Allen 44.0% 45.5% 15.4% 67.5% 44.4% 46.4% 13.3 0.7 0.99 2.0
Hawes 45.1% 47.8% 39.9% 78.2% 52.0% 54.6% 16.9 5.8 1.17 2.9
Granger 35.9% 38.0% 33.0% 96.2% 42.8% 49.1% 16.4 6.9 1.09 3.9
Turner 42.8% 45.5% 28.8% 82.9% 45.1% 50.4% 21.1 3.4 1.13 5.8
Clark 37.5% 40.3% 34.5% 58.3% 45.8% 46.7% 16.5 8.0 0.97 1.7
Average SF 44.3% 48.5% 36.0% 76.0% 50.3% 54.3% 16.3 5.4 1.21 4.4
Average C 50.6% 51.5% 31.2% 67.5% 51.3% 54.9% 15.2 0.7 1.26 5.2
Average F 46.1% 49.4% 35.5% 75.4% 50.3% 54.3% 16.7 4.0 1.22 4.6

As you can see, the win column doesn't move a lot. If Clark takes their minutes (we'll get to that in a bit), losing Allen and Hawes means that the Sixers are losing some replacement-level production at forward/center, but Granger is actually an upgrade over Turner at small forward. Primarily this is because:

  • Granger can shoot threes
  • Granger doesn't turn the ball over

Given that Granger is recovering from injuries, it's hard to say how he'll perform, but even if doesn't recover and maintains his current form, it's still a short-term upgrade over Turner. This is the biggest factor in all the moves because Turner was leading the team in minutes (and if you don't think this was because Hinkie was trying to pump up his numbers, I'd like to talk to you about a deal I have worked out with a Nigerian prince that could make us both rich!).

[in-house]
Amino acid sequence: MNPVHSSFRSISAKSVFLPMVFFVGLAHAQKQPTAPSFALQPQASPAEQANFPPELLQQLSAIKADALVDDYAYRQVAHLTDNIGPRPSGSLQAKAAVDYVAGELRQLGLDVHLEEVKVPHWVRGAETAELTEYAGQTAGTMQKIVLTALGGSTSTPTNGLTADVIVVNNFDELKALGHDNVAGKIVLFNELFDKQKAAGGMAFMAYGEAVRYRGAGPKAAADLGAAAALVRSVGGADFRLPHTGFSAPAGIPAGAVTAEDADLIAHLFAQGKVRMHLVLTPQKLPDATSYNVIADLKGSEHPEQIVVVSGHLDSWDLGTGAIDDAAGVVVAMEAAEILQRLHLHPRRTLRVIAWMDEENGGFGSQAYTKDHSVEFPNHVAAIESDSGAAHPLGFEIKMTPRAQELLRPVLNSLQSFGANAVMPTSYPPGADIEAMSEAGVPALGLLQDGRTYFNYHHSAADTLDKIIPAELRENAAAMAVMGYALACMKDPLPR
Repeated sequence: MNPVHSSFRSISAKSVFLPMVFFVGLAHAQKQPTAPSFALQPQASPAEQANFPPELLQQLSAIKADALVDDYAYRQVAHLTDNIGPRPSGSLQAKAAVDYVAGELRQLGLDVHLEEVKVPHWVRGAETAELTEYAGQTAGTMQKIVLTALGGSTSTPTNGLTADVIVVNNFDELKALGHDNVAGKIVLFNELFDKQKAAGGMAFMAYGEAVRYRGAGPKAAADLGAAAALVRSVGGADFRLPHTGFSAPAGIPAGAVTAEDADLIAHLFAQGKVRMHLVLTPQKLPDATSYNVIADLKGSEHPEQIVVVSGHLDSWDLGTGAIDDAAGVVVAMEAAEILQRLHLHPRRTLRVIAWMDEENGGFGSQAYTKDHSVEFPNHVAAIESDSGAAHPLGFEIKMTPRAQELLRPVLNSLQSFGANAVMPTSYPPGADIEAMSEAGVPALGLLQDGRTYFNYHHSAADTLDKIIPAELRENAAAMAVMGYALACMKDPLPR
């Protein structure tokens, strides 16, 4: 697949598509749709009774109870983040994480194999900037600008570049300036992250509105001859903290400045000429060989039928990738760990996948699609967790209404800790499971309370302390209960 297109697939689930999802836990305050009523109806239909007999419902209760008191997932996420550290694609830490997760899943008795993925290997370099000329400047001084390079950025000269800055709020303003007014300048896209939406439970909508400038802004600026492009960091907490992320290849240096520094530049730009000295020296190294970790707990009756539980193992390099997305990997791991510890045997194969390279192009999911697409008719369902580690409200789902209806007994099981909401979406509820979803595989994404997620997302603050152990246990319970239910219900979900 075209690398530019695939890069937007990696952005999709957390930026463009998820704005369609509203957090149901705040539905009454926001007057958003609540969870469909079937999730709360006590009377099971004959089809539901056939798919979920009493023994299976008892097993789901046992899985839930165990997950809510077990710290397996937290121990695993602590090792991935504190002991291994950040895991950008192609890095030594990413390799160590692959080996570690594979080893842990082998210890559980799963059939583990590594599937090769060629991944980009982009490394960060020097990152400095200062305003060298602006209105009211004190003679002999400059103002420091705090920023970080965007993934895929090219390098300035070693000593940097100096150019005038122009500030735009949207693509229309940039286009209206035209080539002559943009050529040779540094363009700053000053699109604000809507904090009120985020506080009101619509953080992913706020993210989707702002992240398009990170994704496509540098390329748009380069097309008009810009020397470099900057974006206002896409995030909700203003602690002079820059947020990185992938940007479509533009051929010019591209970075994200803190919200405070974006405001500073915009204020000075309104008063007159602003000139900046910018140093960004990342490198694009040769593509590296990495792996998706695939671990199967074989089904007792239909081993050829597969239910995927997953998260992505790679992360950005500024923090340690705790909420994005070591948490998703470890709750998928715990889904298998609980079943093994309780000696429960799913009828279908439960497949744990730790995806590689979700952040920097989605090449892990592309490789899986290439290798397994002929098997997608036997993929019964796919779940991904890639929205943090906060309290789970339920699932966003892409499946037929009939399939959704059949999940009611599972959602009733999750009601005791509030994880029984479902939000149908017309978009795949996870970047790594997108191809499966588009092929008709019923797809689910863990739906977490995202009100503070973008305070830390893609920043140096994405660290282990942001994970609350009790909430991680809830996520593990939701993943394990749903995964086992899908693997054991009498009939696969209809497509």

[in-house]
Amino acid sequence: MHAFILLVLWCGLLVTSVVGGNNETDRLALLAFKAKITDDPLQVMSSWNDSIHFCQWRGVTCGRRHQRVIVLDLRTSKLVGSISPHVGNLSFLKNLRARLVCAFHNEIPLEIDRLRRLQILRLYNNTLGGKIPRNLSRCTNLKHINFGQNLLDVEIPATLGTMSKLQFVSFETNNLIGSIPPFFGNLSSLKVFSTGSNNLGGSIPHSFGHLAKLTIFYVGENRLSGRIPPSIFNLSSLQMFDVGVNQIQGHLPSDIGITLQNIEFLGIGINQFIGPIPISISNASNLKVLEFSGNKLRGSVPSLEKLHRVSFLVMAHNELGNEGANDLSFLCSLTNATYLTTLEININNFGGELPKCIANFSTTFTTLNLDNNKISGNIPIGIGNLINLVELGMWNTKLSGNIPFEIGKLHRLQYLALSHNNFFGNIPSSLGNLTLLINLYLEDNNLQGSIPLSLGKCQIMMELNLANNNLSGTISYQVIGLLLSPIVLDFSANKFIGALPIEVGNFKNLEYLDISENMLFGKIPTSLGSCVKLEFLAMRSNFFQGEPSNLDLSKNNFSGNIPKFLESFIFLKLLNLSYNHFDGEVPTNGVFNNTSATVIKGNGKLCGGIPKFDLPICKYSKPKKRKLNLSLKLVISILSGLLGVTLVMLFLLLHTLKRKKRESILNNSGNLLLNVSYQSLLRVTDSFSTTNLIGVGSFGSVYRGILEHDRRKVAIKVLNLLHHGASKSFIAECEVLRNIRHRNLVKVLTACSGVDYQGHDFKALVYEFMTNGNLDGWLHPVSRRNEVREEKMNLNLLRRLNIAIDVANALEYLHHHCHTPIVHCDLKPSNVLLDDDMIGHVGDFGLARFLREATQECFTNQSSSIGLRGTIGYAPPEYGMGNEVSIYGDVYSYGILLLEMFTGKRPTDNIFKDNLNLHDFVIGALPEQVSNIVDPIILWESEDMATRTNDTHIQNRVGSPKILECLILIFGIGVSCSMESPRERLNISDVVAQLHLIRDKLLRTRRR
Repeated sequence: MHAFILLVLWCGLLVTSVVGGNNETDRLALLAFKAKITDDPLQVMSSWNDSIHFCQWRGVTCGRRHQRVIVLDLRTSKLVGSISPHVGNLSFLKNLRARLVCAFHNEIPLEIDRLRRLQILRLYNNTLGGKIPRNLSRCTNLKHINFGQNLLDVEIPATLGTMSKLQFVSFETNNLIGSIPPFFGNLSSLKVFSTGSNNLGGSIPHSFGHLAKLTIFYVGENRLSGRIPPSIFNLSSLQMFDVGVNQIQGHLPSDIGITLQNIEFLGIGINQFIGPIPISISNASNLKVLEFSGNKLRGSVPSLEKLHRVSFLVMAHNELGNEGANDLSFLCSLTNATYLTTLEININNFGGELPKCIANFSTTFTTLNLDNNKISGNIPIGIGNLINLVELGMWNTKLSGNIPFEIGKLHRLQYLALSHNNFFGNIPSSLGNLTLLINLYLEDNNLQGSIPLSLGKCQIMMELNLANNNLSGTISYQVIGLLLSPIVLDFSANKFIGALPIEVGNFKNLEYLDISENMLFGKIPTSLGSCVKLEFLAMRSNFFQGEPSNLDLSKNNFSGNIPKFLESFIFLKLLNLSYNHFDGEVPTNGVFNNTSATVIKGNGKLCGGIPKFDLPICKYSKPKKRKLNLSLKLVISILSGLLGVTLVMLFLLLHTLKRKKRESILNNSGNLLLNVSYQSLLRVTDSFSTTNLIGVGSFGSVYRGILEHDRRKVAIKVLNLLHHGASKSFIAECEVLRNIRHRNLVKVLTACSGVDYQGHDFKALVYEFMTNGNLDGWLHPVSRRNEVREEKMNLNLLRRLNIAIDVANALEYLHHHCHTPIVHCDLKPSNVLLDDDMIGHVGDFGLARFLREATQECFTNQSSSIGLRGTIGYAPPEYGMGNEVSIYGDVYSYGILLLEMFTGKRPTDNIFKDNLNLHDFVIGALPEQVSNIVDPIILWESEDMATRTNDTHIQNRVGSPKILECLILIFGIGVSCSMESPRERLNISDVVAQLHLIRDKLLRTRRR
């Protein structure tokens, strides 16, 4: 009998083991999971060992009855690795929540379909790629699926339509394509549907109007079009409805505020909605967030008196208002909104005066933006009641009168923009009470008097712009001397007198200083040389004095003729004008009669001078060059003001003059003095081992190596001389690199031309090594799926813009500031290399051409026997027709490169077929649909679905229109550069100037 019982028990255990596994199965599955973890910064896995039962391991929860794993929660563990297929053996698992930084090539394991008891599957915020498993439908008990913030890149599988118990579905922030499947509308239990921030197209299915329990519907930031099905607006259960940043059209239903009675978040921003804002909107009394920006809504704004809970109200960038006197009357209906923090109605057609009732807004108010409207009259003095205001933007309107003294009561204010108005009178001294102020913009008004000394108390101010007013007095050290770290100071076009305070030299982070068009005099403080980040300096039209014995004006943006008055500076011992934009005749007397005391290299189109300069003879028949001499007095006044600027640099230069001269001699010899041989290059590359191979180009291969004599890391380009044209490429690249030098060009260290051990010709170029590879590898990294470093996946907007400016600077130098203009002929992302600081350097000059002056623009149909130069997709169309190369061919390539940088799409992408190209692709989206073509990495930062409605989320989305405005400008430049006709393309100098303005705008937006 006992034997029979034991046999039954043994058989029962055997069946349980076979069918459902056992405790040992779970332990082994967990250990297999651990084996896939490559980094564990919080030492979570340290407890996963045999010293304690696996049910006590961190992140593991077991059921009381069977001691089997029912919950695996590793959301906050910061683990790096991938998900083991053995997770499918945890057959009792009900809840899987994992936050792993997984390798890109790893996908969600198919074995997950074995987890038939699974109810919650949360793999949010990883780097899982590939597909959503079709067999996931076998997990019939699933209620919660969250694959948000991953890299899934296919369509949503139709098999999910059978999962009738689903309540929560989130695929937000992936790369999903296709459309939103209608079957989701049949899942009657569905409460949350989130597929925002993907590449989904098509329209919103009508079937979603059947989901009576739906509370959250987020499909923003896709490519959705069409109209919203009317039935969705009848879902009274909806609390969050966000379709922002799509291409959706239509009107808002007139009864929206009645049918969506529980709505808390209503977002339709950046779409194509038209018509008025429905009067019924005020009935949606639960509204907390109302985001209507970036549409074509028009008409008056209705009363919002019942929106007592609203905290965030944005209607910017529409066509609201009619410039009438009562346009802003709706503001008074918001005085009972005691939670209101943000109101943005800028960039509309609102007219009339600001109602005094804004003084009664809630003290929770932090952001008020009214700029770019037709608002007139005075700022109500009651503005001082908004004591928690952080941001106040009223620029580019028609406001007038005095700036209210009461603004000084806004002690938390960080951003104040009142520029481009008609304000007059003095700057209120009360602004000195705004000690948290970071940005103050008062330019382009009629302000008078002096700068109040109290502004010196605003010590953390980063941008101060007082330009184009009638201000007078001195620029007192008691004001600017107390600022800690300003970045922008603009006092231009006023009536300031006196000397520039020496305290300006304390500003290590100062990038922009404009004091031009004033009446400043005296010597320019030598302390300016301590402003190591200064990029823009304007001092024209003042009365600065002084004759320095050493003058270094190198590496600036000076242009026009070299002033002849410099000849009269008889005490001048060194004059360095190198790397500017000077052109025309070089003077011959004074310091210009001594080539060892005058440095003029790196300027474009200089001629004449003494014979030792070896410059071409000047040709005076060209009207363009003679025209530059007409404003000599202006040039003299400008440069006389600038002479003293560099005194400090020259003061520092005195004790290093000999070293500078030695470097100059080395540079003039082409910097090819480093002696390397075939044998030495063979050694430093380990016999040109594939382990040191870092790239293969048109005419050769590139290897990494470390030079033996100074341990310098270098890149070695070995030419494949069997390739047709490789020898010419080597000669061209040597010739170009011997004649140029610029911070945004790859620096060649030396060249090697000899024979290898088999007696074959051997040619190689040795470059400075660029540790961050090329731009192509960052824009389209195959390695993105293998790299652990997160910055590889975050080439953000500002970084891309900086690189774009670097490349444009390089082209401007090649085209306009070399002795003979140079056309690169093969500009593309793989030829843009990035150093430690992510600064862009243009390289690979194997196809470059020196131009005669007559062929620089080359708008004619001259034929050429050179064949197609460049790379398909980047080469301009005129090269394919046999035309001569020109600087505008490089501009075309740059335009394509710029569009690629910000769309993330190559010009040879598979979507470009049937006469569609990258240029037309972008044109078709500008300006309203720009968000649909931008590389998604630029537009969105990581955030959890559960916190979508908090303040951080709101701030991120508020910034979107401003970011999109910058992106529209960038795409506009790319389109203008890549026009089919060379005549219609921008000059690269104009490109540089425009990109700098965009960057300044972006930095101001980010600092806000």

My guess is that Granger starts at SF, and Thompson the SG, but they could also use Granger at guard and Thompson at forward. Either way, they'll shoot better from beyond the arc and turn the ball over less.

Turner never fit into Philly's long term plans. Hinkie and Brown are both guys who want to shoot less from the midrange, and Turner is an old-school midrange shooter. Kirk Goldsberry puts it best:

The thing that Goldsberry leaves unsaid (perhaps intentionally?) is whether "solid midrange" is a desirable thing that you should trade for. Turner turns the ball over a ton, and having watched about 25 sixers games, it's my opinion that most of these turnovers are because he tries to create offense by driving; the defense doesn't honor his three-point shot, so when he drives into the sagging/doubling defense, balls get slapped out of his hands a lot.